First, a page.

Its a strange pinch really, because the interpretation of the constitution in this case did not fall along party lines. The four liberal judges voted in the developer's favor, and were joined by Anthony Kennedy, a conservative. The swing voter, Sandra Day-O'Connor, joined sides with the other mildly (Rehnquist) to extremely (Thomas) conservative judges. The conservative judges, for the most part, agree with what seems like practically every living person who has caught wind of the case. This rarely happens. I felt compelled to check up on the noise in the world. After reading some "professional" and "fucking awful" blogs (that were thoroughly commented upon) I decided to add to the vomitorium.
The court upheld a loose interpretation of the constitution, meaning that the document remains vital in the interests of the court and the possibility of interpreting it for future cases. A strict interpretation of this clause is like asking us to bury our heads in the sand. The idea that the loose interpretation puts words into the document that aren't there is a plausible one, but this argument is very quickly getting blown out of proportion. Justice Stevens (who wrote the majority opinion) argued that the New London plan is "carefully formulated" and "unquestionably serves a public purpose," and added that the "public use" clause of the fifth amendment needs further fleshing out.
I think people on both sides are feeding on this ruling because its an easy attack on "liberal / conservative / senile / out of touch judges." But the ruling has more to do with strict vs. loose intepretation of the constitution (I'm solely in favor of neither). The Times was in favor of the ruling (predictably I suppose), and commented on how the government's ability to compensate private land owners for publicly used land has been too often avoided by the conservative justices on the court. It has become an issue that affects private landowners (both poor and rich) but has not been challenged, merely vaguely upheld. The idea that the "public use" phrase was interpreted loosely means that future cases will allow for a broader definition of the term. I don't unanimously agree with this nor do I see this as a doomsday scenario. I don't see anyone rolling up to Elk Grove Dr. or Chippawa Circle or Dove's Kissing Terrace and asking you politely to get the fuck out, we're building something corporate here.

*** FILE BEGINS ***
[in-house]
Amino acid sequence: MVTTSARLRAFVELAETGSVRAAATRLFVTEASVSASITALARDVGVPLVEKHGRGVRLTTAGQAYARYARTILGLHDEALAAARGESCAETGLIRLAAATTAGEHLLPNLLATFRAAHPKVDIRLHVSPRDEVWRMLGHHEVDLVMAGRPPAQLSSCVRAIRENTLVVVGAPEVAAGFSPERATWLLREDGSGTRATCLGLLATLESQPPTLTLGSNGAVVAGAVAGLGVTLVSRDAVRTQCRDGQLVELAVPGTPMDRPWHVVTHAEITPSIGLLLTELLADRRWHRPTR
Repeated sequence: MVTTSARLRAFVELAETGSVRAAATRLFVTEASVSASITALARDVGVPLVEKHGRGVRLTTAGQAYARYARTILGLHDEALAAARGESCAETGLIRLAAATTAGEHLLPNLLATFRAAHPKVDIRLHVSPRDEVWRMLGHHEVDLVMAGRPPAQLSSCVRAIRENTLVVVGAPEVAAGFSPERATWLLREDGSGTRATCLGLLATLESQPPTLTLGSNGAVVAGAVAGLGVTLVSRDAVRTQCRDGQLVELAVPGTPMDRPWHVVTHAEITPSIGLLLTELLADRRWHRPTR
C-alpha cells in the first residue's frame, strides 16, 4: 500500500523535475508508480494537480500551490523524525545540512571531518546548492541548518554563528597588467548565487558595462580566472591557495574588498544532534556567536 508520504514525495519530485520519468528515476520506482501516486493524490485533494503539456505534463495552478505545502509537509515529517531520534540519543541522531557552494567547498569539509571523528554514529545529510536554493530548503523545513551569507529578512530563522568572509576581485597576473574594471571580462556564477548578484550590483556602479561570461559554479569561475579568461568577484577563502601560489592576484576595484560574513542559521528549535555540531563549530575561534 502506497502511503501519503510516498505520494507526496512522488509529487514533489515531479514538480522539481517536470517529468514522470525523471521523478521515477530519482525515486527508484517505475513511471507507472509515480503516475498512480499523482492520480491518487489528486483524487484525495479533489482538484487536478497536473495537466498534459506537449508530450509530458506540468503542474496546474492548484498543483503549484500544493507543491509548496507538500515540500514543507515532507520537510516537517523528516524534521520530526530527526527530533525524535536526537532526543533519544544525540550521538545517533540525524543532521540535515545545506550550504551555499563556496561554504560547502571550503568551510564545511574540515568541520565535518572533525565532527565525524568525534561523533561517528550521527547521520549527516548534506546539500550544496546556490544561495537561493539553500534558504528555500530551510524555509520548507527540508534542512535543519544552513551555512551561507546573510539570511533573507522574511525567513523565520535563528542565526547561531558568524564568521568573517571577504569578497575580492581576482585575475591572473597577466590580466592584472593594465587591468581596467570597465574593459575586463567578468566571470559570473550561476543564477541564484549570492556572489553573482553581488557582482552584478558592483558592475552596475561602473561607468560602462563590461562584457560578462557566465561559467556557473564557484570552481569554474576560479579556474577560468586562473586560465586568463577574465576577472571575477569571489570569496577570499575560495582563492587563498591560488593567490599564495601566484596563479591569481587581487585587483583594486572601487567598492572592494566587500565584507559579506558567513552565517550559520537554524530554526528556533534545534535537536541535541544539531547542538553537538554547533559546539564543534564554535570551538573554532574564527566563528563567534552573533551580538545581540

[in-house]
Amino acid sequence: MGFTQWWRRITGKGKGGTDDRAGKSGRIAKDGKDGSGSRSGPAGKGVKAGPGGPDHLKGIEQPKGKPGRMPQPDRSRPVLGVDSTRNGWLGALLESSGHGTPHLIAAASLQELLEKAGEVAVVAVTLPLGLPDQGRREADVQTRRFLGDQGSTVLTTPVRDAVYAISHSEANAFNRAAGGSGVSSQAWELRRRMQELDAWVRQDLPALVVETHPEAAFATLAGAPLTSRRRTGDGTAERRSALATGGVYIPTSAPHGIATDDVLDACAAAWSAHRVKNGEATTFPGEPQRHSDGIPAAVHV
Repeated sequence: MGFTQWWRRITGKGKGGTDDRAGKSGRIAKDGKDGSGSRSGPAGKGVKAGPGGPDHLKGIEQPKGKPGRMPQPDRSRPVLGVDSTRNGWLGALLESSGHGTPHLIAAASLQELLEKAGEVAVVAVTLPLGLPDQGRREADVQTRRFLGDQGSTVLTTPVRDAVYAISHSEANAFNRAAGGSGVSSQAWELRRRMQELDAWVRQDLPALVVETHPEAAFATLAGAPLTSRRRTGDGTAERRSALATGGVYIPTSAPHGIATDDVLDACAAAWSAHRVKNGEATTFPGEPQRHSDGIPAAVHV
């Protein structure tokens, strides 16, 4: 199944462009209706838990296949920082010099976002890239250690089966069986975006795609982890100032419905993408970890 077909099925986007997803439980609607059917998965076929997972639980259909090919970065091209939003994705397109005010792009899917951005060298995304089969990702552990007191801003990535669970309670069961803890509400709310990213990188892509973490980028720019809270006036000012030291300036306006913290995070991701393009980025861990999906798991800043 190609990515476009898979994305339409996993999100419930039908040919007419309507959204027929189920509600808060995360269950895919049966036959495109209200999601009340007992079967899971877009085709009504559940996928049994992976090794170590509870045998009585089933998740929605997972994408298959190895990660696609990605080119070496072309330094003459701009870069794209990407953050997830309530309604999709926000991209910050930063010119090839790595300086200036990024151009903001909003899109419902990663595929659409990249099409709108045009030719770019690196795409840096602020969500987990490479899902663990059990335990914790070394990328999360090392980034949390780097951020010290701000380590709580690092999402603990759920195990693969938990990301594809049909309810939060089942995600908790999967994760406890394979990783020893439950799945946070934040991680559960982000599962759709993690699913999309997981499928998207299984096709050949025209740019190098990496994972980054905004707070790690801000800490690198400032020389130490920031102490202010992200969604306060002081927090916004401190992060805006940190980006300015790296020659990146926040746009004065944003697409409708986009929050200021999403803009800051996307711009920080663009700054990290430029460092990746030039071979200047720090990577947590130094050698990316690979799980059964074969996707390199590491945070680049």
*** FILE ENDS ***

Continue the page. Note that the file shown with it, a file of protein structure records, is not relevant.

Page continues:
The favored response to this ruling has been invoking the old "they can build a stripmall where you live." Well if you live in a place where a stripmall is a suitable modification of your landscape, you should hand it over proudly. And since most Americans already live across the street from a stripmall anyway, I can't for the life of me wonder why this worries people so much. "A woman who lived in the same house for 87 years will be evicted because of this ruling.." And in those 87 years New London, CT's population has retarded and reversed, its unemployment doubled, its industry vanished. There are so many towns and small cities in the US absolutely starving for economic recovery in the face of exurban expansion that a ruling allowing city governments the power to take control over underutilized property is hardly deplorable. I do see this as a trend toward making private property a less stable commodity, but this is supported more by the construction rates of new housing developments further from city centers, by the ever-spreading suburban landscape, and not by this ruling. I highly doubt a church, public school, community center, or historic landmark are going to be torn down for the benefit of a private investor. The outrage of a local community can stifle the pursuit of developers on the small scale, and this ruling allows local government more power in deciding what purposes are best suited for its land.
I don't find anything remarkably heinous (or exciting) about that.